(Written 3/21/20.)

I'm up to Costa del Sol, and I wasn't planning on reporting back in so soon (ten hours in, about three hours past my previous report), but the story has taken a dive, and I have TRUTH that must be unleashed.

I hate to say this about Sephiroth, but: he kind of sucks. After the huge build-up, he makes his first physical appearance with his ass plopped down on a crate - like, "sup" - his first word is "Hey.", and most of his subsequent pre-heel dialogue consists of Officer Bookem "not authorized to do that, ma'am" code violation citations. He never convinces as a hero or anyone who would inspire aspiration or loyalty, much less as a person with humanity to mourn. His heel turn is abrupt and cartoonish - and the Duplo script has never been weaker, making Sephiroth sound like a petulant 12-year-old ("all you stupid people") and the explanation of his motivation nearly incoherent. The bit with Cloud waking up in the mansion to ominous music and seeing the entire town engulfed in flames is a powerful shock, and Sephiroth walking into the flames self-consumed remains a strong image, but the rest can't hold a candle to the turn in the first Lunar in any capacity. Perhaps I should sacrifice an ungulate to Victor Ireland.

(One part that sticks out as particularly poorly-done is Seph's reaction to his discovery at Hojo's human experimentation using energy from an entity known as "Jenova," a name he has been told is that of his mother. You can see for what the writers were going: Sephiroth laughing with reflexive derision at Hojo's efforts to advance the work of a scientist he clearly sees as a father figure, then lashing out upon reflection at what this could mean for his own existence - but these actions are performed one immediately after the other, without any sort of pause to indicate contemplation or a change in mood. What is meant to be the inciting incident for the character's break with reality instead comes off as a show of random and erratic behavior, as if the character were already unhinged before this revelation. Even his physical actions - waving his sword about in what is supposed to represent a rage-fueled rampage - are devoid of force behind the blows; they look like he's bugging out trying to swat a fly rather than destroy the truth in front of him. The backstory can't compensate for these in-the-moment weaknesses, as the writers didn't do the extra work required to establish Sephiroth as a hero in the eyes of the populace when he's presented as a mook in the employ of a power company and the "big mission" we see him on is checking drains on transformer equipment. This isn't a fallen paragon of humanity; this is a meter-reader with a God complex. There's no weight behind anything in the scene. It's not just the script; every aspect is botched.)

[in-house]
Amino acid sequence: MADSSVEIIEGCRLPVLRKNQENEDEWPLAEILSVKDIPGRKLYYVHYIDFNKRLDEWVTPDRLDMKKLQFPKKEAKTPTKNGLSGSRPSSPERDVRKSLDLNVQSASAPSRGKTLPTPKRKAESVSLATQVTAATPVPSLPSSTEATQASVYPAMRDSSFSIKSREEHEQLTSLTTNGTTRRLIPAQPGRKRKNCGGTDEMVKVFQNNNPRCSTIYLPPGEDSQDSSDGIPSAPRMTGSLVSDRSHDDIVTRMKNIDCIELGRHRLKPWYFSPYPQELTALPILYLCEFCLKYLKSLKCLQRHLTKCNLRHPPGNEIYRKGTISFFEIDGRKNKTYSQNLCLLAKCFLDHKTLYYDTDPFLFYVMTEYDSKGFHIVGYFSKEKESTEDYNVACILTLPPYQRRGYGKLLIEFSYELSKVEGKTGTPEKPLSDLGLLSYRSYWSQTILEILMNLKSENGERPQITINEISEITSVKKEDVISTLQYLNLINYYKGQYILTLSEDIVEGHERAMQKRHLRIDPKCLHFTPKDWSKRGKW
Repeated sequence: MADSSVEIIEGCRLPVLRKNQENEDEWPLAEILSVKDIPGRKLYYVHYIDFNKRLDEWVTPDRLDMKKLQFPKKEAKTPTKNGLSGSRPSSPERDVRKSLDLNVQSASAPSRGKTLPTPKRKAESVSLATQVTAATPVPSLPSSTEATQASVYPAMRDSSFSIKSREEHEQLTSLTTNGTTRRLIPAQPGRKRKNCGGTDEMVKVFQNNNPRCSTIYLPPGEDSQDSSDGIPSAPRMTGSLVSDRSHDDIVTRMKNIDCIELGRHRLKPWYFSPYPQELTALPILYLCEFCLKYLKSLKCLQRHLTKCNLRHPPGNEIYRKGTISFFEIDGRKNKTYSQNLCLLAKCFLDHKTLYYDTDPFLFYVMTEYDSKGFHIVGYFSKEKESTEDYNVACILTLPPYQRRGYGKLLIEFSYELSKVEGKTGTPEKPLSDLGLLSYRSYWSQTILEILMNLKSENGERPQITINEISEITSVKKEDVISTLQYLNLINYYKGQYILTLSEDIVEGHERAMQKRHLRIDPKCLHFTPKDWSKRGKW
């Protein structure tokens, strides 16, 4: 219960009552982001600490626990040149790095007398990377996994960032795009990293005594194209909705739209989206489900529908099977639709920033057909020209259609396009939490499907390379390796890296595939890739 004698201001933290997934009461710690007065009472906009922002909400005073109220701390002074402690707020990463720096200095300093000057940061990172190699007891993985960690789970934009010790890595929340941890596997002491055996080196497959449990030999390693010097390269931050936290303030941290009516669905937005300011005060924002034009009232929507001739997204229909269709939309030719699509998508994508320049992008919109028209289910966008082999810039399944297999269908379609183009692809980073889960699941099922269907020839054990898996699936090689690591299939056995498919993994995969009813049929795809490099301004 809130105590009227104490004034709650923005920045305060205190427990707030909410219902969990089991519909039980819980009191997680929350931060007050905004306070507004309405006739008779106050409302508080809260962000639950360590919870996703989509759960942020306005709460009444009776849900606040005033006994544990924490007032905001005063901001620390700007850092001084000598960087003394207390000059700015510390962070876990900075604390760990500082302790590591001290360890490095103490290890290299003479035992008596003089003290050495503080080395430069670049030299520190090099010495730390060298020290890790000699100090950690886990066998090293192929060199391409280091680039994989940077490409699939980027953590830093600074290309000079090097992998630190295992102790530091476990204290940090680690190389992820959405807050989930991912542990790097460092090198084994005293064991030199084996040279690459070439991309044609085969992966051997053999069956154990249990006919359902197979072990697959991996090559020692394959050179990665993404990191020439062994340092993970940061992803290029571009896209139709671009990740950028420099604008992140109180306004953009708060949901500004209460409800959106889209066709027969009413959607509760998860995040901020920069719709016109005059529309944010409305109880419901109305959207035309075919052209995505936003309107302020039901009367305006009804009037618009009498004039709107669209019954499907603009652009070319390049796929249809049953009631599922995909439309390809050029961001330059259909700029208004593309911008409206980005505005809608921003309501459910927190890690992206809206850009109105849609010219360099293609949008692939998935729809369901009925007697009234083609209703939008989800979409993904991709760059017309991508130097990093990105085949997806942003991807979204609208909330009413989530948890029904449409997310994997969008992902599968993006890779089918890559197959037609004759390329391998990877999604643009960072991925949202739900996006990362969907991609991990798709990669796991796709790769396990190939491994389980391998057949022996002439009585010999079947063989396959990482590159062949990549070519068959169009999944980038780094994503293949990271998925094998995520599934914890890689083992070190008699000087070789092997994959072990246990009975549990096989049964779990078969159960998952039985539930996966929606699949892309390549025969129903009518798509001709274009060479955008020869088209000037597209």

The game after Midgar is considerably weaker. The moral tension in the game is forgotten, and the oppressive atmosphere evaporates. The group doesn't really seem to have a goal; they decided (apparently...at some point...certainly not on screen) to follow Sephiroth, but he's no longer aligned with their enemy Shinra, and the game keeps hammering home that he is leagues beyond the party in terms of power, so I don't know what they hope to gain by following Sephiroth or what they plan to do when they find him. The game also tries to jump-start a rivalry with the Turks, but this is another failure: the "confrontation" following the party's explosive raid on Shinra HQ is a series of bumbling, consequenceless exchanges capped off with a laughably mild inquiry as to the whereabouts of the key to their company's grand plan: "Is Aerith with you?" "No, she's elsewhere." "Oh, well, say hi for me." It has all the tension and animosity of a church supper. Their big source of menace is: "oh, my God...they have SUITS."